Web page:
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NZDF tests space hardware after successful satellite launch

The New Zealand Defence Force (NZDF) has successfully launched an experimental satellite payload into orbit on a United States satellite, which will allow defence scientists to conduct space communications research.

28 March, 2024

The “Korimako” payload was attached to a research satellite developed by the US Naval Postgraduate School, which was launched on a Rocket Lab Electron rocket mission from Wallops Flight Facility, Virginia, in the eastern United States last Thursday evening (21 March) NZT. 

A team of scientists from the NZDF’s Defence Science & Technology (DST) will monitor and interact with Korimako via our Whangaparaoa Ground Station, north of Auckland. Initial tests indicate that Korimako survived the launch and is operating as expected.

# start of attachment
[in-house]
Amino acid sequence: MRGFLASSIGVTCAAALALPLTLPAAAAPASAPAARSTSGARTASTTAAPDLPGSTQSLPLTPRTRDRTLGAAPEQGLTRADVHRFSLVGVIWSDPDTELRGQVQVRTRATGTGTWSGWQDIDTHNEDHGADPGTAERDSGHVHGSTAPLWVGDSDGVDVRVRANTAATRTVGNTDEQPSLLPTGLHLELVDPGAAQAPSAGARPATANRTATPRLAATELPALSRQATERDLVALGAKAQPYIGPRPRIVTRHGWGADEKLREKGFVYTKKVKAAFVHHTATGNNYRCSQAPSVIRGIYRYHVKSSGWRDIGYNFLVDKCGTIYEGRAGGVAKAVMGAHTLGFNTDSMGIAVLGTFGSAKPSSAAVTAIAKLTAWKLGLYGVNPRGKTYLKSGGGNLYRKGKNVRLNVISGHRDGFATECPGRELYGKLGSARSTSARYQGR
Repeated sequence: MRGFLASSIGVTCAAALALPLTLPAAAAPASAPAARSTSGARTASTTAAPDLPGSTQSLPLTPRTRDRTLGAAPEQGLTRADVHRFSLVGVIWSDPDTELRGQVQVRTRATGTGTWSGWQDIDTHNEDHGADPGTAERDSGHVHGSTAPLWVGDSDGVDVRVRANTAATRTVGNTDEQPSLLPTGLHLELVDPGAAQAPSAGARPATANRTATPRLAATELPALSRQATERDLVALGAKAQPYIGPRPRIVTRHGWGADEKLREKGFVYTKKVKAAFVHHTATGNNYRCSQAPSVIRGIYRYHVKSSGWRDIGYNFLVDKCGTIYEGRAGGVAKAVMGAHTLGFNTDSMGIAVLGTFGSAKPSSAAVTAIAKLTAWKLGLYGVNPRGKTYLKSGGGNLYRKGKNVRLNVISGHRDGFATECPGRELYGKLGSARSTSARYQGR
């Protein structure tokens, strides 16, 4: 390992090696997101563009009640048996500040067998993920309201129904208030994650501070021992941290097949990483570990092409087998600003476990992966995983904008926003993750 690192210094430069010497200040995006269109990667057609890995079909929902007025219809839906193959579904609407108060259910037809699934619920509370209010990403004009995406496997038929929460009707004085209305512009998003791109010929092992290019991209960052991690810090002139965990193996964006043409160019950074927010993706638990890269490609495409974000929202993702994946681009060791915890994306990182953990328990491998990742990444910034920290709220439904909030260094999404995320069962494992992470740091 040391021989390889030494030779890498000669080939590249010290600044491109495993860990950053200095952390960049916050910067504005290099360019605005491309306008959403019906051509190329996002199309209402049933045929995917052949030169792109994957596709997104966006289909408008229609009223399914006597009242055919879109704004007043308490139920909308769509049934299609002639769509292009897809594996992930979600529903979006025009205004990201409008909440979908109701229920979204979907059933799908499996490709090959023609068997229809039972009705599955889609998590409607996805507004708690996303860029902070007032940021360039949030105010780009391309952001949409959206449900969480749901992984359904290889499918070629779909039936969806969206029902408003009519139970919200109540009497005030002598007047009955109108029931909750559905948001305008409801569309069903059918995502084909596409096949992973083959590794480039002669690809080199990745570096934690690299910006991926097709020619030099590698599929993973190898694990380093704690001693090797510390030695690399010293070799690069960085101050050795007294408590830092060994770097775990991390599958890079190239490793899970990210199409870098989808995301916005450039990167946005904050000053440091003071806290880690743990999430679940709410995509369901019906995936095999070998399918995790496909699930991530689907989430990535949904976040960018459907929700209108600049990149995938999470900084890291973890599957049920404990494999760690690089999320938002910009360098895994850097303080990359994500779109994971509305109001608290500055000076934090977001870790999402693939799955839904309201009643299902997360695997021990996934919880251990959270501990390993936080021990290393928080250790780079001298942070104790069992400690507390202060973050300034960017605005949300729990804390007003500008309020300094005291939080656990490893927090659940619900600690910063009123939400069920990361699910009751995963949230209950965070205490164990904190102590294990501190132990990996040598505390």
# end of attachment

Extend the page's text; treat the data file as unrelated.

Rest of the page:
“This is the first time the NZDF has had a payload put into space and represents an exciting milestone for both the NZDF and the wider New Zealand space enterprise,” said DST Director David Galligan.

Whilst Korimako is not an operational platform, it will provide the NZDF with practical experience and is developing local expertise in space science and technology, and conducting space operations.

“Our research aims to build practical experience in space science and technology, test processes for New Zealand Government space operations, and generate knowledge to enable future NZDF and wider government space development,” Dr Galligan said. 

“The launch of this payload is significant for the NZDF and was made possible with the support of our international partners.”

The US satellite hosting the Korimako payload is about the size of a briefcase and is orbiting the earth every 90 minutes about 515 km above the ground, which means it cannot be seen with the naked eye.

This is the first of two experimental payloads which are named after NZ native birds. The name was chosen because its beacon signal was likened to the distinctive call of the Korimako.

A second experimental payload, Tui, is planned for launch from the US later this year.